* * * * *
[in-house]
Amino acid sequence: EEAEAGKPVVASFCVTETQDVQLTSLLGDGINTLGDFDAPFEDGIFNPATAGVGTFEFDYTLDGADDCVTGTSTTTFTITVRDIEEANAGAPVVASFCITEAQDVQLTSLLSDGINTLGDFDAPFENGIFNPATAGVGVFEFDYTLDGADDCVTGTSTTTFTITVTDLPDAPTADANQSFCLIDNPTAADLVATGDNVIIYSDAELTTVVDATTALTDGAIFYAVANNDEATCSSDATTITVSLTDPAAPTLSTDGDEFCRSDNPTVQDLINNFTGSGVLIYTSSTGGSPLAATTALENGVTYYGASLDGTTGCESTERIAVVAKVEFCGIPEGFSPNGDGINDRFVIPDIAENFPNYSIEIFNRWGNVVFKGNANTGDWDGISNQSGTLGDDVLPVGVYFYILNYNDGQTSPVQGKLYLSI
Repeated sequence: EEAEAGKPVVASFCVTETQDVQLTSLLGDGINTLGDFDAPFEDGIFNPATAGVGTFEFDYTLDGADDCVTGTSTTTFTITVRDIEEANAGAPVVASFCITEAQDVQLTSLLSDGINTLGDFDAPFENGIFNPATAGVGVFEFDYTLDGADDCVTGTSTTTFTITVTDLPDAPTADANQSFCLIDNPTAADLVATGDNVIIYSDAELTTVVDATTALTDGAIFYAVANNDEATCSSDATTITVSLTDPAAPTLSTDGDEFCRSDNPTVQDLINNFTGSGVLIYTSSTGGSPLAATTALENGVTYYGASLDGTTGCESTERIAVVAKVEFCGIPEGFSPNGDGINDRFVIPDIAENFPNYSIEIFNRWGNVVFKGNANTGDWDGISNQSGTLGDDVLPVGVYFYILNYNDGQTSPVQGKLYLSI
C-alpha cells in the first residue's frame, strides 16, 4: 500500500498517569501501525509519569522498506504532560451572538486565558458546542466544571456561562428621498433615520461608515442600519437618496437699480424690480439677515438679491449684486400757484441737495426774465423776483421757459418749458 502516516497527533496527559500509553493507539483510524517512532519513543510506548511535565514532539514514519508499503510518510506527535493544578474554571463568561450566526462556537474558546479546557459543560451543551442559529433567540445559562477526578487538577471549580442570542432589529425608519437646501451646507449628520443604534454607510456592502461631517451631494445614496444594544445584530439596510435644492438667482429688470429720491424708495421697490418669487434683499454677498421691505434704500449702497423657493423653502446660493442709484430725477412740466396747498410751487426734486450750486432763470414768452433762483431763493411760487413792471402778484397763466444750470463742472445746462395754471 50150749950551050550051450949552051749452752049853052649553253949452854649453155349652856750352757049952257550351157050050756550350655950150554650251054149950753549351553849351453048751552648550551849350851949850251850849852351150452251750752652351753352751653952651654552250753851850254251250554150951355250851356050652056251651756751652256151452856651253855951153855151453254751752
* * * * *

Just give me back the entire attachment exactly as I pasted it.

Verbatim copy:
[in-house]
Amino acid sequence: EEAEAGKPVVASFCVTETQDVQLTSLLGDGINTLGDFDAPFEDGIFNPATAGVGTFEFDYTLDGADDCVTGTSTTTFTITVRDIEEANAGAPVVASFCITEAQDVQLTSLLSDGINTLGDFDAPFENGIFNPATAGVGVFEFDYTLDGADDCVTGTSTTTFTITVTDLPDAPTADANQSFCLIDNPTAADLVATGDNVIIYSDAELTTVVDATTALTDGAIFYAVANNDEATCSSDATTITVSLTDPAAPTLSTDGDEFCRSDNPTVQDLINNFTGSGVLIYTSSTGGSPLAATTALENGVTYYGASLDGTTGCESTERIAVVAKVEFCGIPEGFSPNGDGINDRFVIPDIAENFPNYSIEIFNRWGNVVFKGNANTGDWDGISNQSGTLGDDVLPVGVYFYILNYNDGQTSPVQGKLYLSI
Repeated sequence: EEAEAGKPVVASFCVTETQDVQLTSLLGDGINTLGDFDAPFEDGIFNPATAGVGTFEFDYTLDGADDCVTGTSTTTFTITVRDIEEANAGAPVVASFCITEAQDVQLTSLLSDGINTLGDFDAPFENGIFNPATAGVGVFEFDYTLDGADDCVTGTSTTTFTITVTDLPDAPTADANQSFCLIDNPTAADLVATGDNVIIYSDAELTTVVDATTALTDGAIFYAVANNDEATCSSDATTITVSLTDPAAPTLSTDGDEFCRSDNPTVQDLINNFTGSGVLIYTSSTGGSPLAATTALENGVTYYGASLDGTTGCESTERIAVVAKVEFCGIPEGFSPNGDGINDRFVIPDIAENFPNYSIEIFNRWGNVVFKGNANTGDWDGISNQSGTLGDDVLPVGVYFYILNYNDGQTSPVQGKLYLSI
C-alpha cells in the first residue's frame, strides 16, 4: 500500500498517569501501525509519569522498506504532560451572538486565558458546542466544571456561562428621498433615520461608515442600519437618496437699480424690480439677515438679491449684486400757484441737495426774465423776483421757459418749458 502516516497527533496527559500509553493507539483510524517512532519513543510506548511535565514532539514514519508499503510518510506527535493544578474554571463568561450566526462556537474558546479546557459543560451543551442559529433567540445559562477526578487538577471549580442570542432589529425608519437646501451646507449628520443604534454607510456592502461631517451631494445614496444594544445584530439596510435644492438667482429688470429720491424708495421697490418669487434683499454677498421691505434704500449702497423657493423653502446660493442709484430725477412740466396747498410751487426734486450750486432763470414768452433762483431763493411760487413792471402778484397763466444750470463742472445746462395754471 50150749950551050550051450949552051749452752049853052649553253949452854649453155349652856750352757049952257550351157050050756550350655950150554650251054149950753549351553849351453048751552648550551849350851949850251850849852351150452251750752652351753352751653952651654552250753851850254251250554150951355250851356050652056251651756751652256151452856651253855951153855151453254751752